The Beak Of The Finch: A Story Of Evolution In Our Time
ISBN: 067973337X
EAN13: 9780679733379
Language: English
Release Date: May 30, 1995
Pages: 332
Dimensions: 0.7" H x 7.9" L x 5.1" W
Weight: 0.75 lbs.
Format: Paperback
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Book Overview

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The Beak of the Finch tells the story of two Princeton University scientists--evolutionary biologists--engaged in an extraordinary investigation. They are watching, and recording, evolution as it is occurring--now--among the very species of Gal pagos finches that inspired Darwin's early musings on the origin of species. They are studying the evolutionary process not through the cryptic medium of fossils but in real time, in the wild, in the flesh.

The finches that Darwin took from Gal pagos at the time of his voyage on the Beagle led to his first veiled hints about his revolutionary theory. But Darwin himself never saw evolution as Peter and Rosemary Grant have been seeing it--in the act of happening. For more than twenty years they have been monitoring generation after generation of finches on the island of Daphne Major--measuring, weighing, observing, tracking, analyzing on computers their struggle for existence.

We see the Grants at work on the island among the thousands of living, nesting, hatching, growing birds whose world and lives are the Grants' primary laboratory. We explore the special circumstances that make the Gal pagos archipelago a paradise for evolutionary research: an isolated population of birds that cannot easily fly away and mate with other populations, islands Read More chevron_right

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Book Reviews (14)

5
  |   14  reviews
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4
   "Speciation Has never been observed..."
A great introduction to legendary fieldwork. It is not a critical analysis, but a hymn of sorts to some admirable scientists over a century and a half. But it sees a model for how science can and should work even in their flaws. By coincidence, I read this around the time I found myself in a conversation with a creationist who claimed that there had never been an observable case of speciation. While I did not engage because such conversations are usually non-starters, it was rather nice to have a fantastic real-world compendium of Darwin's evolving thought, as it reflects in field work. The book needs constant updating though. Many tantalizing hints are dropped that are not developed, but could be given the advances in published research.
 
4
   but I thought the narrative did not maintain as coherent a story line as in the best popular science writing
The story of the Grants'research on the Darwin - finches is fascinating, but I thought the narrative did not maintain as coherent a story line as in the best-known science writing. I thought the reflections on the larger issues at the end of the book were well done and included among the best sections.
 
5
   Captures the mindset of Darwin by placing him along contemporary biologists.
What a fantastic book! Weiner is an amazing writer and this book easily transitions from biography, to novel, to contemporary nonfiction, while capturing Darwin's mindset by placing him along historical biologists. I am not a biologist and have never had a formal introduction to evolution, but I feel that this book has certainly prepared me for this!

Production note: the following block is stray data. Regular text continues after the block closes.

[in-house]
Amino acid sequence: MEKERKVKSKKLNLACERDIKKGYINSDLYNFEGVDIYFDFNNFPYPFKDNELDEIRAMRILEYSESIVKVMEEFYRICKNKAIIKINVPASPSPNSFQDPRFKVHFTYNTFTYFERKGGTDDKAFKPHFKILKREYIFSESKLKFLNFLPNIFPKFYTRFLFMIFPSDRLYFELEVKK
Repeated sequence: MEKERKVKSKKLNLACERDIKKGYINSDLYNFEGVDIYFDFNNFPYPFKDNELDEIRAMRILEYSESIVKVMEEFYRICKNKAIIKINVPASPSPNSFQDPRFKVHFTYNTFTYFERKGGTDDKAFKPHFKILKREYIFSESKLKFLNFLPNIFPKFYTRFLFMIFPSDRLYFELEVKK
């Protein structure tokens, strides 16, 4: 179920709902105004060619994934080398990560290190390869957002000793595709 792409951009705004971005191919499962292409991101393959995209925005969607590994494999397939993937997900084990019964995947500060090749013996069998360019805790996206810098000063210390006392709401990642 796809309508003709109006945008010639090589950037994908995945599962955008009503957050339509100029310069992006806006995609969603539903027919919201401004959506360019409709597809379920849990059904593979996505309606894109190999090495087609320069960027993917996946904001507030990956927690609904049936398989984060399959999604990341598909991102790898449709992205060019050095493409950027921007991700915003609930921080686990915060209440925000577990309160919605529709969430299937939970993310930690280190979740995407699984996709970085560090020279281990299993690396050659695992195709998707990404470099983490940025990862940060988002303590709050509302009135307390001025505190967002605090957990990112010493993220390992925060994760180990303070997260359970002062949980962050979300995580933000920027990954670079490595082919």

4
   late reading Beaks
After reading his review of Ignorance, I came to this book. A long tedious review of the masterful work of the grants over three decades. While a little long, the details prove the thesis. A reviewer complained about the anecdotes, but these make the story more readable for the lay reader. If one were a bio scientist, the separate pieces would suffice by the grants and their associates in science and nature. Normally, I rarely study, who received the Pulitzer Prize for non-fiction in a science related field, and the Biography of Cancer by Siddhartha Mukherjee deserves the award, unlike fiction, where some are debatable. recommend book to anyone interested in the last half decade of research in natural selection.
 
5
   deserved the Pulitzer Prize and a must read for those ...
Joseph Valparas deserved the Pulitzer Prize and is a must-read for those who plan on visiting the Galapogos Islands or want to understand the genetics of evolution.
 
5
   Great book
Very good book, especially if you are going to take AP biology andor a course on evolution and its processes.
 
5
   ... present so much convincing data on a subject so wonderfully complex in such beautiful prose
Few books contain so much beautiful data on a subject so wonderfully complex in such convincing prose.
 
5
   Absolutely a must read before you go to the Galopagos islands.
Just a really great book. It gives you a sense of the islands, the study of evolution and the history of science in the Galapagos. I wish there was an update to learn what has been going on in the last 17 years. Too well written .
 
5
   The Beak of the Finch
Writing and organization shows that evolution can occur in as short a time frame as two years. The good reader will find this book of our changing world a non-scientist read.
 
5
   Everyone likes this book
The title does not sound like a best-selling book, but everyone who has read this book enthusiastically praises it. I recommend it completely. PS The people I recommend are not specialists in evolution. However, they have all been strong in other sciences.
 
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